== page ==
Other top transportation priorities in the Baltimore region are: BRAC-related widening and intersection improvements along MD 175 in Anne Arundel County and multiple intersection improvements, road safety and capacity improvements in Harford County; and MARC transit-oriented development around the Martin Airport site in Baltimore County.
For jurisdictions outside the Baltimore region, top-priority projects include construction of the Purple Line between New Carrolton and Bethesda, widening and safety improvements along MD 404 in Caroline County, building new bridges in Calvert, Kent and Talbot counties, and a major upgrade and relocation of US 220 between I-68 and the West Virginia line in Allegany County.
None of these projects is currently funded for construction, nor will construction work begin on any of them until more transportation funding revenue is generated.
These are just half of the $12 billion in projects that Maryland's jurisdictions have identified to the Maryland Department of Transportation as the single top priority of each. There are tens of billions of dollars in additional projects on the list of needs in Baltimore City and the state's counties.
This list is real and tangible. It relates to every jurisdiction in our state. Yet even a list of needs this massive elicits a uniform chorus of responses from lawmakers, who tell us "it's not the right time" for a gas-tax increase.
This raises a compelling question. What, specifically, do our lawmakers collectively consider to be a "right time" for increasing revenue to the state's transportation fund?
There has not been any "right time" for lawmakers in the past 20 years since they increased the gas tax to 23.5 cents per gallon.
Terry F. Neimeyer, chairman and CEO of KCI Technologies, noted in his testimony this week to lawmakers that it wasn't the "right time" for gas tax increases sought in 1994 when gas was $1.20 per gallon, 1996 when gas was $1.35 per gallon, or anytime during the last three administrations when business and transportation advocates, noting the building transportation funding crisis, have gone to Annapolis seeking an increase.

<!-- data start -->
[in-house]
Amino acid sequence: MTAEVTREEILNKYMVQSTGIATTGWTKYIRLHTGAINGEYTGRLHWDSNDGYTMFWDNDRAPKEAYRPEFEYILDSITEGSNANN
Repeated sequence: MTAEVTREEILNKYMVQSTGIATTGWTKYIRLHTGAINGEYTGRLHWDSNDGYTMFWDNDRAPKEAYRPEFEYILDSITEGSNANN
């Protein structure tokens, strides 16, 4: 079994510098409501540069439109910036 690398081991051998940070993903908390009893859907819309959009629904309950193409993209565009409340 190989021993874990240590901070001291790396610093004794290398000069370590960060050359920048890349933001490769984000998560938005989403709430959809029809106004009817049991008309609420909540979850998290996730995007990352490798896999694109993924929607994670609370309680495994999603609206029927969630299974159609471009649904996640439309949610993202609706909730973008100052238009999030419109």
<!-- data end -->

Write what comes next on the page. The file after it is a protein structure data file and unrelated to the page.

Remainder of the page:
When, after years of neglect and resulting load restrictions, "the fire truck or school bus can't cross the bridge ... you and your districts will feel that need," Neimeyer told lawmakers.
It's frustrating to business leaders that, during the last two decades, funding for transportation projects has stagnated while Maryland's operating budget has increased by more than 200 percent, including the passage of new taxes. Yet during that same time, funding for one of the key ingredients of the economy - the state's mobility infrastructure - doesn't garner the political will to raise the funds needed to address population growth, increased vehicle miles traveled, enhanced environmental compliance legislation or increased costs of transportation projects.
Now, that's something that defies logic.
Business leaders and business organizations are normally highly averse to taxes, but in this instance we applaud the governor's leadership and support his legislation because it is the only comprehensive proposal on the table to adequately address a funding crisis that has been decades in the making.
The key for business leaders isn't the process. It's the outcome, significantly strengthening revenue for transportation and protecting that revenue from being used for other purposes. To his credit, the governor has said he is willing to be flexible about the process of getting to these goals.
To us, funding transportation infrastructure is no small issue. Mobility is one of a handful of core pillars for economic growth and job creation. It's extremely important lawmakers move to reverse 20 years of funding stagnation that now costs Maryland residents $3 billion a year, hours of wasted time sitting in traffic, and threatens the economic growth and prosperity of our state.
It will cost us even more dearly in the future if we fail to act in some constructive manner to break the habit of putting such a critical asset relating to mobility in our state on the back burner.